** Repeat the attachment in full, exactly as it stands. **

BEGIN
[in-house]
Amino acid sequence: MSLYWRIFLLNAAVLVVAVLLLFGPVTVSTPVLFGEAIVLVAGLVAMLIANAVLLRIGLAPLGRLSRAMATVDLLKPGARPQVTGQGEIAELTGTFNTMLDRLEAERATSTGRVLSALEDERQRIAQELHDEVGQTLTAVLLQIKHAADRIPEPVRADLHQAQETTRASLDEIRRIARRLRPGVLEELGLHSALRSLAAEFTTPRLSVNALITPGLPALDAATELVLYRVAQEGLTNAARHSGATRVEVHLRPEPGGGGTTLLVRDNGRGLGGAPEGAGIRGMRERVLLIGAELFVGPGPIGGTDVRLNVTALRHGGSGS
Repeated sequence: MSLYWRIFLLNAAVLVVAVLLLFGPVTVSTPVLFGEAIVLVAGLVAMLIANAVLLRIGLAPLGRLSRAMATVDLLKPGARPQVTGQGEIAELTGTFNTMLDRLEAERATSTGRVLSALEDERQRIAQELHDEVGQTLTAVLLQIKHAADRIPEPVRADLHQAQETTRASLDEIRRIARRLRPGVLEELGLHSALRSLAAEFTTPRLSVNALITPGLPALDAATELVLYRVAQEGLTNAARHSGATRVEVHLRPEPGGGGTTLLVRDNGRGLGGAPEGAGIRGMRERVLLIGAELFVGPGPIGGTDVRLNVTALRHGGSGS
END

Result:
[in-house]
Amino acid sequence: MSLYWRIFLLNAAVLVVAVLLLFGPVTVSTPVLFGEAIVLVAGLVAMLIANAVLLRIGLAPLGRLSRAMATVDLLKPGARPQVTGQGEIAELTGTFNTMLDRLEAERATSTGRVLSALEDERQRIAQELHDEVGQTLTAVLLQIKHAADRIPEPVRADLHQAQETTRASLDEIRRIARRLRPGVLEELGLHSALRSLAAEFTTPRLSVNALITPGLPALDAATELVLYRVAQEGLTNAARHSGATRVEVHLRPEPGGGGTTLLVRDNGRGLGGAPEGAGIRGMRERVLLIGAELFVGPGPIGGTDVRLNVTALRHGGSGS
Repeated sequence: MSLYWRIFLLNAAVLVVAVLLLFGPVTVSTPVLFGEAIVLVAGLVAMLIANAVLLRIGLAPLGRLSRAMATVDLLKPGARPQVTGQGEIAELTGTFNTMLDRLEAERATSTGRVLSALEDERQRIAQELHDEVGQTLTAVLLQIKHAADRIPEPVRADLHQAQETTRASLDEIRRIARRLRPGVLEELGLHSALRSLAAEFTTPRLSVNALITPGLPALDAATELVLYRVAQEGLTNAARHSGATRVEVHLRPEPGGGGTTLLVRDNGRGLGGAPEGAGIRGMRERVLLIGAELFVGPGPIGGTDVRLNVTALRHGGSGS